I like to think I am a bit of a walker. I literally destroy several pairs of shoes every year. I was even a hiker, once upon a time.
And I call myself a “walker” despite the fact I mostly travel by bike. Walking, while being slow and let’s face it: prehistoric, does let you concentrate on your tunes, it requires very little preparation and it gives you vastly more opportunities to stop and take photos.
But I am not all about taking happy-snaps and tramping about in a state of undress while idiotically humming along to some awesome playlist. Walking is business. I take it frkn seriously.
And so I walk fast. Not like olympic-fast but – well…determined.
So everywhere I have been in the world I have walked the shit out of. Sometimes it’s just ’cause I am scared of understanding the public transport system, but mostly it’s just ’cause I can. I have walked from 110th street all the way to Tribeca and from the middle of Brooklyn too. I got horrible, agonising rashes on my thighs and terrible, terrible blisters on my feet from walking so much in Berlin last year which lasted on and off for weeks as I continued to excessively perambulate through a bunch more of Europe.
I do love a bit of overseas public transport, but nothing beats being on the surface of a city. You look local, you see a whole bunch of bonus things and it only costs the extra awesome food you need to consume after smashing all those calories. (For me that’s usually chips by the way.)
And this seasoning gives me at least some pretense that I actually have “walking skills”.
1) I walk in a straight, predictable line. (But obviously not like I’m Richard Ashcroft)
2) If I am changing that line I do a shoulder check
3) I walk left (or right if I am in a country that drives on the right or in the London underground. Tokyo underground too in some stations)
4) I do not leap out of a store or doorway without giving way. And the same goes for going into a store or mall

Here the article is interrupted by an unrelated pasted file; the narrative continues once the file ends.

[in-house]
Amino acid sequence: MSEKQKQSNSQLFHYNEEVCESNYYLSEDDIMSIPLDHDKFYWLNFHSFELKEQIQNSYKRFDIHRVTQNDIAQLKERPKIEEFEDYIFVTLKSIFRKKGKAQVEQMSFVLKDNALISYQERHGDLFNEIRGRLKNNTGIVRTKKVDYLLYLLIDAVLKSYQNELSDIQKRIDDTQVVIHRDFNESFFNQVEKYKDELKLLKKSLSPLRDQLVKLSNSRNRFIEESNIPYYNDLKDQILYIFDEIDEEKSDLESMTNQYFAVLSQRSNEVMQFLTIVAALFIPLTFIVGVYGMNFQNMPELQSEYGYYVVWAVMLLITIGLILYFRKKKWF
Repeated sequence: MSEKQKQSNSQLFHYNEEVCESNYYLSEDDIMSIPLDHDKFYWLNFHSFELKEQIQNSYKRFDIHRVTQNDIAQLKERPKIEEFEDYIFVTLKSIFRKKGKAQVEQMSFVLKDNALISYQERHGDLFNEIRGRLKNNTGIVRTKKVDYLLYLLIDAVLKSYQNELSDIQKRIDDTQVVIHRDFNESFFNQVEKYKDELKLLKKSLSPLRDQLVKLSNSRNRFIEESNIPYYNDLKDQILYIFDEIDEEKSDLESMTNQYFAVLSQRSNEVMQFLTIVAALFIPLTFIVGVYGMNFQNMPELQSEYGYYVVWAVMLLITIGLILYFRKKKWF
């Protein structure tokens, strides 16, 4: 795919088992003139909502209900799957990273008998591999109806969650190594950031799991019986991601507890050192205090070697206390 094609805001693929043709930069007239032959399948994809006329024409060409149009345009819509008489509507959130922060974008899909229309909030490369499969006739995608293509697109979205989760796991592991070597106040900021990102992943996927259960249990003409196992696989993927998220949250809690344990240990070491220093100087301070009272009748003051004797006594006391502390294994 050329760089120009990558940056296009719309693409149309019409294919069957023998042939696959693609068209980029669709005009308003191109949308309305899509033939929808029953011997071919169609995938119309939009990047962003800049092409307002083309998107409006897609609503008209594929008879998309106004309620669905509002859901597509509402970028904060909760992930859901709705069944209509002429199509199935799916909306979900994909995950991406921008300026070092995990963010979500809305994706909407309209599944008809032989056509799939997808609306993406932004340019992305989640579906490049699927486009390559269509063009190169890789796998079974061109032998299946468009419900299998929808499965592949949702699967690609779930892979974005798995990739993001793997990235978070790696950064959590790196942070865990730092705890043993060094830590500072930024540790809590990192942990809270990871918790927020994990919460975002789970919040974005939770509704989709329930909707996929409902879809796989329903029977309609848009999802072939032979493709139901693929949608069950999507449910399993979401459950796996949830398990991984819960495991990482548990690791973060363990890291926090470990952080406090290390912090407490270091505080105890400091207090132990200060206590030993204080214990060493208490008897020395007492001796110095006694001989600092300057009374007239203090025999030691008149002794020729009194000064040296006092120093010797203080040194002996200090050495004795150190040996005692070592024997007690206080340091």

5) If I am going to jay-walk I do not expect the people at the other side waiting obediently for the walk signal to let me barge through
6) I do not suddenly stop for no reason without any concern for those behind
7) If, one day I found myself pushing a pram, I would keep to the extreme left, and would not let another pram get pushed directly abreast, thereby blocking the entire thoroughfare
8) And it goes without saying that if I had kids with me I would make sure they knew all these rules too. At least for their own safety.
So why, I hear you ask, are Brisbane pedestrians so bad? Well it’s ultimately because we live in a warm climate. In cold, hostile environments, if you have to walk somewhere you do it quickly and with utter concentration. No chit-chat, no texting-while-you-walk, no looking at the scenery. It’s too cold to wander.
Here, in Brisbane, we walk slow and lethargic, all year round, and that lethargy extends to our mental state as well. We don’t need to concentrate on where, or how we are getting to our next destination. We seem to decide that on the way. It’s almost like Brisbane people are rambling, aimlessly all the time.
But further – the warmer weather means more people are outside – there’s more traffic – and there is actually a good reason to walk slow: you don’t sweat as much. But hello Brisbane – not everyone wants to walk at sub-zombie-speed.
And further still – this glorified country town is not yet that kinda city – like New York – where there’s a communal vibe that means everyone feels ultra-important, rushing to do everything. NYC effectively has a urban-militaristic pedestrian culture.
In NYC if you hold someone up on a subway escalator you are likely to get smacked in the back of your head, or stabbed in the kidney or at least stabbed with the phrase, “hey, I’m walking here!” Or just a quick “Jerk!” cause New Yorkers are getting so time-poor even the “Hey I’m walking here!” takes too long to say.
My mum told me once she got a bit used to the fact when she was asking directions in NYC and people were stopping and willing to help, she would choose too many words to explain where she wanted to go and the people were just walking off while she was in mid-sentence. “You just needed to say your exact destination as succinctly as possible to get any guaranteed help,” she explained.
Brisbane is just backward. We are not quite a big city yet, but we’re certainly getting there. We will soon see those signs on escalators, footpaths and corridors saying “walk left” and then maybe Brisbane won’t be so bad for walking.
I still like it but.